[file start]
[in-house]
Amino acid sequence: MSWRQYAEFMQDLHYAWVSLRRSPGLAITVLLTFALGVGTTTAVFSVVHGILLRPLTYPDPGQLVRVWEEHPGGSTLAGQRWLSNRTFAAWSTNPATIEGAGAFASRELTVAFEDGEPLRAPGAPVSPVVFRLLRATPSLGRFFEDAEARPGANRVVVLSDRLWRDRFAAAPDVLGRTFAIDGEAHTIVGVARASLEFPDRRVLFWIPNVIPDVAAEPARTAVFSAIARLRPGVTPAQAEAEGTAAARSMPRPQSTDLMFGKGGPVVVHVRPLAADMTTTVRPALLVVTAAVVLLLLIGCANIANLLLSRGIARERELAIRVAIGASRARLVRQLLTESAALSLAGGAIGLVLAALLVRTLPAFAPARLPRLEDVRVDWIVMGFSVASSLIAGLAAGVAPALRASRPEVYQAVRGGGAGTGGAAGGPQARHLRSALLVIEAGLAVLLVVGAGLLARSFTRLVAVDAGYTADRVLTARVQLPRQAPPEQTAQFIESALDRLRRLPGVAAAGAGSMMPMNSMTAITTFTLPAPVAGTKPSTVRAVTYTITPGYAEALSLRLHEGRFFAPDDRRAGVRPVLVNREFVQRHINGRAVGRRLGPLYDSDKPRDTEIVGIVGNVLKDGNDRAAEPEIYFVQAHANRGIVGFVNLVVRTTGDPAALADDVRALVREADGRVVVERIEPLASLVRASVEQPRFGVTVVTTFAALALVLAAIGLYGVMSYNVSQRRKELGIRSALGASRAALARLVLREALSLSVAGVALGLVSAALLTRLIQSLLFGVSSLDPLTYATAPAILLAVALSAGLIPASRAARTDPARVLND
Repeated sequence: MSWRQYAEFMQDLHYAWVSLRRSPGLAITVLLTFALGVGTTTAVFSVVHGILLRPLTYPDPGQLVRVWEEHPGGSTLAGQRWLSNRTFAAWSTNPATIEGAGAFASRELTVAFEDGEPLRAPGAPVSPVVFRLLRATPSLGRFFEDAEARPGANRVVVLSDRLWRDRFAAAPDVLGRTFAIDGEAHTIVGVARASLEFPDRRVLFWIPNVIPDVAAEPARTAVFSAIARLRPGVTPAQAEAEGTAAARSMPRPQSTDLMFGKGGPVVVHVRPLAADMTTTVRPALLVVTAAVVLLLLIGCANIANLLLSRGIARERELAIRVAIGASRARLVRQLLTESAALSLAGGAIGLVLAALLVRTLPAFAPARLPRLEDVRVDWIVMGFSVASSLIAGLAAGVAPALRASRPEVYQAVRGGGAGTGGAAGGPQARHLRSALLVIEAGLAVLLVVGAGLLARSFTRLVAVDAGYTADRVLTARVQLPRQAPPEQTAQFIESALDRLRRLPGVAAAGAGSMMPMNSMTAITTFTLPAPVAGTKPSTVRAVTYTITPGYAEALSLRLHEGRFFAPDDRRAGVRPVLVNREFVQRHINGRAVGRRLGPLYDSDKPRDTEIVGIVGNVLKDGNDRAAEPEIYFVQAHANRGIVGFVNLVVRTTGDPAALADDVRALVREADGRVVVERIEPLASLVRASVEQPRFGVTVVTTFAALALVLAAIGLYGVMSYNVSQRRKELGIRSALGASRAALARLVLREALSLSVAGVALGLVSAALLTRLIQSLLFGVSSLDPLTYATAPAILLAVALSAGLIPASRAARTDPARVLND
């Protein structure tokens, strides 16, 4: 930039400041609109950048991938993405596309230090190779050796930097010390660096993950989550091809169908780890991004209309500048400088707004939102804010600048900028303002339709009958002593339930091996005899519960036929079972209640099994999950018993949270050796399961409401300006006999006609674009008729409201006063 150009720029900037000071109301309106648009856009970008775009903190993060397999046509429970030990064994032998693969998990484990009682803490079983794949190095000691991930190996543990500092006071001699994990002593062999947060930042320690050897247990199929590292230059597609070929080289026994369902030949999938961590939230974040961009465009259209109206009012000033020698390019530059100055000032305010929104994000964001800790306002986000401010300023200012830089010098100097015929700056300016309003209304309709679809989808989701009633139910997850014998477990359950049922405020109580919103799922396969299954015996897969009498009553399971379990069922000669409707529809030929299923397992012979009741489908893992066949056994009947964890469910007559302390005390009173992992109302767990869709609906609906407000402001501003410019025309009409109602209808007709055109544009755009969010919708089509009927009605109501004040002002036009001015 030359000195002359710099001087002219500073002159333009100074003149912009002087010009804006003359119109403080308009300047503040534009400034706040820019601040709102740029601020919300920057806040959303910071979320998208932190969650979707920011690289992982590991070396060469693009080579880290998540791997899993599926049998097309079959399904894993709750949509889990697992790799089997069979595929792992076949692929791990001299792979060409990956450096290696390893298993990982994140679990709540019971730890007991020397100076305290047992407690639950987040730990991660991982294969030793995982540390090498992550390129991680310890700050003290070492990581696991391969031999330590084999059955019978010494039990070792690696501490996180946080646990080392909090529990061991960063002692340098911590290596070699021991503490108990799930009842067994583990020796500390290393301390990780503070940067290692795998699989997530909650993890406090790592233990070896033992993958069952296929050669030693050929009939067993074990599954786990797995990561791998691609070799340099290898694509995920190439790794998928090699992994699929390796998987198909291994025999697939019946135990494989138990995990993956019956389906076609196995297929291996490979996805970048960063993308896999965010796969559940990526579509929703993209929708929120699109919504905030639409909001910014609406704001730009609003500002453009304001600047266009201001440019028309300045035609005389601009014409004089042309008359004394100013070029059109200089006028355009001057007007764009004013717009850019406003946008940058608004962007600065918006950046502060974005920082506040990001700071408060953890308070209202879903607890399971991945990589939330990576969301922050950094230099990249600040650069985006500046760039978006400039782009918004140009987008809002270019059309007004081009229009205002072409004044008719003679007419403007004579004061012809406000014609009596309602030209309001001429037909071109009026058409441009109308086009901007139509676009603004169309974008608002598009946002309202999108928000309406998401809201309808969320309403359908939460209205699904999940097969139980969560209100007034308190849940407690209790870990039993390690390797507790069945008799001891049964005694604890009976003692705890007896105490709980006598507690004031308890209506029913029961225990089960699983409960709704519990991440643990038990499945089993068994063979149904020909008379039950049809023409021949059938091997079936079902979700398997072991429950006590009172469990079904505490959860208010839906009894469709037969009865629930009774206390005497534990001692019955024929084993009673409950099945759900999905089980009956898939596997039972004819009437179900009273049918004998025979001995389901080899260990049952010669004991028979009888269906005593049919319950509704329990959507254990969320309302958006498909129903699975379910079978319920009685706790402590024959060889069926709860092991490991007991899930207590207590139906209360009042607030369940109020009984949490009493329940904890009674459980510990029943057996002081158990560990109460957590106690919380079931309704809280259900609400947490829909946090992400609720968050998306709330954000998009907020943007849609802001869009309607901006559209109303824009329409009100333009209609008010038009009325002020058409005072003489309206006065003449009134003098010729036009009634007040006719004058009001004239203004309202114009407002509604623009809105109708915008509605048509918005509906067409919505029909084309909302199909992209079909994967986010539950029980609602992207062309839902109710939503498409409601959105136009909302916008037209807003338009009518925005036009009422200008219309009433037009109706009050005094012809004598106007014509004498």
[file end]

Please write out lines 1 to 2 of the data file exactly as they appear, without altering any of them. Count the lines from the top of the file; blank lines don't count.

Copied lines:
[in-house]
Amino acid sequence: MSWRQYAEFMQDLHYAWVSLRRSPGLAITVLLTFALGVGTTTAVFSVVHGILLRPLTYPDPGQLVRVWEEHPGGSTLAGQRWLSNRTFAAWSTNPATIEGAGAFASRELTVAFEDGEPLRAPGAPVSPVVFRLLRATPSLGRFFEDAEARPGANRVVVLSDRLWRDRFAAAPDVLGRTFAIDGEAHTIVGVARASLEFPDRRVLFWIPNVIPDVAAEPARTAVFSAIARLRPGVTPAQAEAEGTAAARSMPRPQSTDLMFGKGGPVVVHVRPLAADMTTTVRPALLVVTAAVVLLLLIGCANIANLLLSRGIARERELAIRVAIGASRARLVRQLLTESAALSLAGGAIGLVLAALLVRTLPAFAPARLPRLEDVRVDWIVMGFSVASSLIAGLAAGVAPALRASRPEVYQAVRGGGAGTGGAAGGPQARHLRSALLVIEAGLAVLLVVGAGLLARSFTRLVAVDAGYTADRVLTARVQLPRQAPPEQTAQFIESALDRLRRLPGVAAAGAGSMMPMNSMTAITTFTLPAPVAGTKPSTVRAVTYTITPGYAEALSLRLHEGRFFAPDDRRAGVRPVLVNREFVQRHINGRAVGRRLGPLYDSDKPRDTEIVGIVGNVLKDGNDRAAEPEIYFVQAHANRGIVGFVNLVVRTTGDPAALADDVRALVREADGRVVVERIEPLASLVRASVEQPRFGVTVVTTFAALALVLAAIGLYGVMSYNVSQRRKELGIRSALGASRAALARLVLREALSLSVAGVALGLVSAALLTRLIQSLLFGVSSLDPLTYATAPAILLAVALSAGLIPASRAARTDPARVLND